I have to say, as awful songs go, that one was pretty strong – and funny as hell. Acknowledging that the bar had been set painfully high, Brice offered up a tribute to anybody who’s a long-suffering fan of a perennially losing team, but who still loyally shows up to tailgate – and eats well. Brice proceeded to crank out “The Odds Are Low, But The Steaks Are Good.” Excruciatingly corny, with multiple meat references, Brice measured up to the aforementioned bar and then some.
Not to be outdone – and with some powerhouse names to drop just in case anyone doubted her – Jessi Alexander unholstered a tune conceived at 3am on Miranda Lambert’s bus as she, Miranda, and Ashley Monroe decided that was the perfect time to write a Song Of the Year candidate. Things went sideways – as they so often do at 3am when heavy alcohol consumption is involved – and the result was a song Alexander never properly titled, but could safely be called “Dear Sober.” Many references to drinking and futile attempts at temperance were included, such as “Dear Wagon, you’ve been draggin’ me along and I finally fell off. It was good while it lasted, it is time to get blasted, forget all of those things I’ve done wrong.”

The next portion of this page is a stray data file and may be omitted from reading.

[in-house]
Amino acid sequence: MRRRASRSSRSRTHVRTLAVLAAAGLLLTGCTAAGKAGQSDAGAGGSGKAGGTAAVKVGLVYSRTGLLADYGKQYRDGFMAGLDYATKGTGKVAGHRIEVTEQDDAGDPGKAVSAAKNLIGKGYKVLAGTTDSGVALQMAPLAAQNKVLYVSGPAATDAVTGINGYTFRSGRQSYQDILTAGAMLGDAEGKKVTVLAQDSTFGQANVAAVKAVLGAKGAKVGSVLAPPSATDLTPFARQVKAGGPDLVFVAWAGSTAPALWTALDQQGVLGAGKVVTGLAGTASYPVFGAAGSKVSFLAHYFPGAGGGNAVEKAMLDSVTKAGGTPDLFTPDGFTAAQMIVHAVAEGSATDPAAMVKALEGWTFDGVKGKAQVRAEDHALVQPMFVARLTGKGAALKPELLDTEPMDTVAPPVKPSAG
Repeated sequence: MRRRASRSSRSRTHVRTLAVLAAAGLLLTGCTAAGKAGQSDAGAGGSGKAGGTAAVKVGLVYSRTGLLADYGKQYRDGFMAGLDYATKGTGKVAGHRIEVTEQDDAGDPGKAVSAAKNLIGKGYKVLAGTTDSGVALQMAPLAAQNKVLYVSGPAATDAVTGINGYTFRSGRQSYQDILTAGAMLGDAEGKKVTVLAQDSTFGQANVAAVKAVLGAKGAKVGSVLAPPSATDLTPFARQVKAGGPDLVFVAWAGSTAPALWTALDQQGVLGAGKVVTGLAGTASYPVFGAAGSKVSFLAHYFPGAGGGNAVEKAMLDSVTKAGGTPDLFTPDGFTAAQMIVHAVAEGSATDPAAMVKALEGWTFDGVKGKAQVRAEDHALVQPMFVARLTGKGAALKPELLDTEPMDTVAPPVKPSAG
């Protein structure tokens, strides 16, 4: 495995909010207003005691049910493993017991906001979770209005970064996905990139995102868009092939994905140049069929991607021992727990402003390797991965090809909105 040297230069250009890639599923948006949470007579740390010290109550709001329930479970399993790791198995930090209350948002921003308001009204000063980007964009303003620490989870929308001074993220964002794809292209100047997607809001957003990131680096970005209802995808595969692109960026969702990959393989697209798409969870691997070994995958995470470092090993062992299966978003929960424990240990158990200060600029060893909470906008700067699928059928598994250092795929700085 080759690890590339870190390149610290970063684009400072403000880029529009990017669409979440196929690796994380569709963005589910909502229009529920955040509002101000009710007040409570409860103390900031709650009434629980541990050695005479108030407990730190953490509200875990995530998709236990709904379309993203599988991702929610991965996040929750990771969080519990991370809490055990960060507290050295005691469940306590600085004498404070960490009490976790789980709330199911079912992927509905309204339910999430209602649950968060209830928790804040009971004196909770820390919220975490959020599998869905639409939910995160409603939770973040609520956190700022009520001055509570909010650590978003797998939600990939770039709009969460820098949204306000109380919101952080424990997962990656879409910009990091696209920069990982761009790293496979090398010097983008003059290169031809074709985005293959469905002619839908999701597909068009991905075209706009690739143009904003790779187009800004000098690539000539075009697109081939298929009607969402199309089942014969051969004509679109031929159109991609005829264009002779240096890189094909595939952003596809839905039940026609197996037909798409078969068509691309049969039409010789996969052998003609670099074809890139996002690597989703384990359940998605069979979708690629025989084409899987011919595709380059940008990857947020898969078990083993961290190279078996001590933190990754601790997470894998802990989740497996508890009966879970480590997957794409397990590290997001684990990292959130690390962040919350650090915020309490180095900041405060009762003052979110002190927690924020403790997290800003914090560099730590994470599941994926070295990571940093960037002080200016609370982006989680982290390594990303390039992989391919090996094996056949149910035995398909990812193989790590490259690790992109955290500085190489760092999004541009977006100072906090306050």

I think you get the idea. I also think it’s not humanly possible for Jessi Alexander, Miranda Lambert, and Ashley Monroe to come up with a crappy song, no matter how late/early it is, or how much alcohol is involved. I’d actually like to hear this one fully produced, but I’m guessing the odds of that are low, and the steaks aren’t all that good, either.
Braddock went deep into his personal songbook and even had a sideman for his “worst” entry. A noted songwriter in his own right, Rafe Van Hoy joined Braddock for a cliché-ridden, schmaltzy tune that Braddock remembered the two of them collaborating on in the 70s. The objective, said the forward-thinking Braddock, was to write an absolutely terrible Country song; possibly the worst-ever. As they performed “Avalanche Of Romance,” it quickly became apparent that Braddock is and always will be in full command of his craft. For, this is the man who gave us “He Stopped Loving Her Today” – widely considered the best Country song in history – while on the other side of the spectrum, “Avalanche” is indeed one of the worst, as evidenced by this intentionally awful lyric: “So gather up the children and tie down the hound. An avalanche of romance, a landslide of love, we got off our big rocks with one little shove.” Later, Braddock sealed his "Crappy" fate when he shared the first song he ever wrote - at age four - in honor of a teacher at school named Mrs Tidball, which when sung, sounded like ... well, you get the idea.